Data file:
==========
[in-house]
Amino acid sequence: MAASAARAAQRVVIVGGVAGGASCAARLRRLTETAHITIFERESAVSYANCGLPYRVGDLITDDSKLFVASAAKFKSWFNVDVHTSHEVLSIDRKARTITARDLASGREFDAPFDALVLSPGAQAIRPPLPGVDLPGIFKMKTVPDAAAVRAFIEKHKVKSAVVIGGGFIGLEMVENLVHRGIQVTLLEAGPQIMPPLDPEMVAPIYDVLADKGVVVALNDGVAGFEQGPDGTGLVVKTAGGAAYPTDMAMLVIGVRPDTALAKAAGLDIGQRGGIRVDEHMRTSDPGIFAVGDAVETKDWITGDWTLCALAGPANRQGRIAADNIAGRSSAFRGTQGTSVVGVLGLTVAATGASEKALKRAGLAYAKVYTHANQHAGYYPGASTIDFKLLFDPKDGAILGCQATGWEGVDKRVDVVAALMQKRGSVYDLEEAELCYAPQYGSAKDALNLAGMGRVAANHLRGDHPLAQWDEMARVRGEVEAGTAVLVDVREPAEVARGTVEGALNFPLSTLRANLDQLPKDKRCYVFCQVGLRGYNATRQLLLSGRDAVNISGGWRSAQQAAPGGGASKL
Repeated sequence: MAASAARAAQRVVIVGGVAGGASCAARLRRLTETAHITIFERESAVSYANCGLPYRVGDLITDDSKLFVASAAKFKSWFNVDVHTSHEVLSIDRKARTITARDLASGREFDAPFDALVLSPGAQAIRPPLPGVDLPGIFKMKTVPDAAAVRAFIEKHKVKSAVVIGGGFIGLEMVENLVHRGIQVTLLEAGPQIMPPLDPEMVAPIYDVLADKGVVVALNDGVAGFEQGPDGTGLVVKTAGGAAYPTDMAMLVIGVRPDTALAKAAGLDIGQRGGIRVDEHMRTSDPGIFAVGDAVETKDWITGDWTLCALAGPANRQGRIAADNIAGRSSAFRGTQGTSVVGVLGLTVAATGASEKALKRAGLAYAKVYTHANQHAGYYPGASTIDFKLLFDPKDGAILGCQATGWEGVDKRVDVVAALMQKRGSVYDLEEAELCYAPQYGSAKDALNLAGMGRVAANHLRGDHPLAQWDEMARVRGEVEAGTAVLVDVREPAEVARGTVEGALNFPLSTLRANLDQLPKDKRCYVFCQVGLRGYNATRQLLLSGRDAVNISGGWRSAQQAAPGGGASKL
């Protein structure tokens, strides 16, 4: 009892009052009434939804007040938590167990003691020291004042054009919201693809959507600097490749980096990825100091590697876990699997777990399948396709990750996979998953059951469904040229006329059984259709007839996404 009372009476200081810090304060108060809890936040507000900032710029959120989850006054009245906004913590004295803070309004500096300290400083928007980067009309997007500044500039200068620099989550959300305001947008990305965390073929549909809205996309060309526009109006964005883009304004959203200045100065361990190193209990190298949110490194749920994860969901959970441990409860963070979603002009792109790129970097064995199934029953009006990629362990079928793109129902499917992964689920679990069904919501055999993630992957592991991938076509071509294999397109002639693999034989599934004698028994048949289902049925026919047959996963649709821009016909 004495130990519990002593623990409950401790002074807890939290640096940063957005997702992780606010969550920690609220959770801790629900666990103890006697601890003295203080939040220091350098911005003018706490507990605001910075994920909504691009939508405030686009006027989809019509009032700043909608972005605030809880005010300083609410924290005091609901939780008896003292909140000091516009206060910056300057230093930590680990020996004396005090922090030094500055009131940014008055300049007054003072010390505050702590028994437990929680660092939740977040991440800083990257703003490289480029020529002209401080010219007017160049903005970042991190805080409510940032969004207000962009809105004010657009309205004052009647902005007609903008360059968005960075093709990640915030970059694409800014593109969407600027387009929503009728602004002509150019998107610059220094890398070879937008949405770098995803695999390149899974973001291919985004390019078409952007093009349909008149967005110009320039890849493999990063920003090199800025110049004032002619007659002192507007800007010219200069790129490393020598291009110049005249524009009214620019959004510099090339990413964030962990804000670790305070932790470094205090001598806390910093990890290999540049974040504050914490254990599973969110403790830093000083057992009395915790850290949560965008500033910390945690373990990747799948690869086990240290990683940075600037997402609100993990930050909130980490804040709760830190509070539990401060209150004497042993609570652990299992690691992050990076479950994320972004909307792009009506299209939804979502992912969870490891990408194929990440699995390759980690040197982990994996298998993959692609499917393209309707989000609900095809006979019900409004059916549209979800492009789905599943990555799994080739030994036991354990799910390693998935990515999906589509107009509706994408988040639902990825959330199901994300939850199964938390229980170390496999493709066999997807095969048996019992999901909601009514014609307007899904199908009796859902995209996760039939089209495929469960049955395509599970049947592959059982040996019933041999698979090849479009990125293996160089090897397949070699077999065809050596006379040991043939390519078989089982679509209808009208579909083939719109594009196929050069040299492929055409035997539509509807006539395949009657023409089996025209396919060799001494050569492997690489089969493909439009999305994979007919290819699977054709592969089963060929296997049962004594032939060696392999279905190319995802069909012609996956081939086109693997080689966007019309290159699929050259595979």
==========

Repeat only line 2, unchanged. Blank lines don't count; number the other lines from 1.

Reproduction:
Amino acid sequence: MAASAARAAQRVVIVGGVAGGASCAARLRRLTETAHITIFERESAVSYANCGLPYRVGDLITDDSKLFVASAAKFKSWFNVDVHTSHEVLSIDRKARTITARDLASGREFDAPFDALVLSPGAQAIRPPLPGVDLPGIFKMKTVPDAAAVRAFIEKHKVKSAVVIGGGFIGLEMVENLVHRGIQVTLLEAGPQIMPPLDPEMVAPIYDVLADKGVVVALNDGVAGFEQGPDGTGLVVKTAGGAAYPTDMAMLVIGVRPDTALAKAAGLDIGQRGGIRVDEHMRTSDPGIFAVGDAVETKDWITGDWTLCALAGPANRQGRIAADNIAGRSSAFRGTQGTSVVGVLGLTVAATGASEKALKRAGLAYAKVYTHANQHAGYYPGASTIDFKLLFDPKDGAILGCQATGWEGVDKRVDVVAALMQKRGSVYDLEEAELCYAPQYGSAKDALNLAGMGRVAANHLRGDHPLAQWDEMARVRGEVEAGTAVLVDVREPAEVARGTVEGALNFPLSTLRANLDQLPKDKRCYVFCQVGLRGYNATRQLLLSGRDAVNISGGWRSAQQAAPGGGASKL